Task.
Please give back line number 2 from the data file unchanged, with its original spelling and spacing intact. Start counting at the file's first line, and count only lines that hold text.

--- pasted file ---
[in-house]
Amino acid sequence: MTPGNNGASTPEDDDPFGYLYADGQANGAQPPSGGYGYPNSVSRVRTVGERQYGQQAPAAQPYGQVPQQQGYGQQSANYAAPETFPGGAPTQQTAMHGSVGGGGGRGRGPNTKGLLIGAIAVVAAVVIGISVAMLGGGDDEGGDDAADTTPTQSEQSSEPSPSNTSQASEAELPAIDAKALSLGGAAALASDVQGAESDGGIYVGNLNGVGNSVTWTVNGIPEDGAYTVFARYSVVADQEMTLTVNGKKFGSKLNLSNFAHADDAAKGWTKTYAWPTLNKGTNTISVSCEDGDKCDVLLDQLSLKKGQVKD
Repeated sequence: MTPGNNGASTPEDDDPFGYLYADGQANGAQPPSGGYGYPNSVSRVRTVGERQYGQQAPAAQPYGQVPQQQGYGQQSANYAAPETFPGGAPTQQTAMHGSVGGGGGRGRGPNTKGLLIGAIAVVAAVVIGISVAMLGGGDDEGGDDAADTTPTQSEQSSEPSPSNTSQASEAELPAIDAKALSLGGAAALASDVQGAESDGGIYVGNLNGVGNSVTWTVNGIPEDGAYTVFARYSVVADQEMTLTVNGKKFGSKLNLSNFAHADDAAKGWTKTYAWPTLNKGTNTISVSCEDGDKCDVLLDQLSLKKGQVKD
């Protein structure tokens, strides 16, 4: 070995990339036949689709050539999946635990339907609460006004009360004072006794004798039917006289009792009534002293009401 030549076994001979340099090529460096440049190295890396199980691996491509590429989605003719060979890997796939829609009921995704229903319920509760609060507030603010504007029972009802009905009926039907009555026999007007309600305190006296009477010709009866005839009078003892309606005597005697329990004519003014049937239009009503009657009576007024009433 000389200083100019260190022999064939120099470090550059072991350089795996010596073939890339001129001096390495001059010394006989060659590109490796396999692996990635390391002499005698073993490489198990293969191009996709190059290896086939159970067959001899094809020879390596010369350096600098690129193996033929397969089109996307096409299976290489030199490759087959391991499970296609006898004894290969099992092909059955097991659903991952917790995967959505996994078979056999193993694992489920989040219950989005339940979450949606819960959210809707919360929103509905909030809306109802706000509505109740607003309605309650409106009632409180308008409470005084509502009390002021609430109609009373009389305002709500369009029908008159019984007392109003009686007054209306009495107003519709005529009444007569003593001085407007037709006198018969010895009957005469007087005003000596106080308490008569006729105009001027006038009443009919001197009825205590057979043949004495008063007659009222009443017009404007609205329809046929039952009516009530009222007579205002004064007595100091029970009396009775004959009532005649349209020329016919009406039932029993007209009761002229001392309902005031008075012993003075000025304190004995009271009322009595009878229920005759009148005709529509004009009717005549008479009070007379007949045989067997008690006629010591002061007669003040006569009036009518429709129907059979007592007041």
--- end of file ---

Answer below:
Amino acid sequence: MTPGNNGASTPEDDDPFGYLYADGQANGAQPPSGGYGYPNSVSRVRTVGERQYGQQAPAAQPYGQVPQQQGYGQQSANYAAPETFPGGAPTQQTAMHGSVGGGGGRGRGPNTKGLLIGAIAVVAAVVIGISVAMLGGGDDEGGDDAADTTPTQSEQSSEPSPSNTSQASEAELPAIDAKALSLGGAAALASDVQGAESDGGIYVGNLNGVGNSVTWTVNGIPEDGAYTVFARYSVVADQEMTLTVNGKKFGSKLNLSNFAHADDAAKGWTKTYAWPTLNKGTNTISVSCEDGDKCDVLLDQLSLKKGQVKD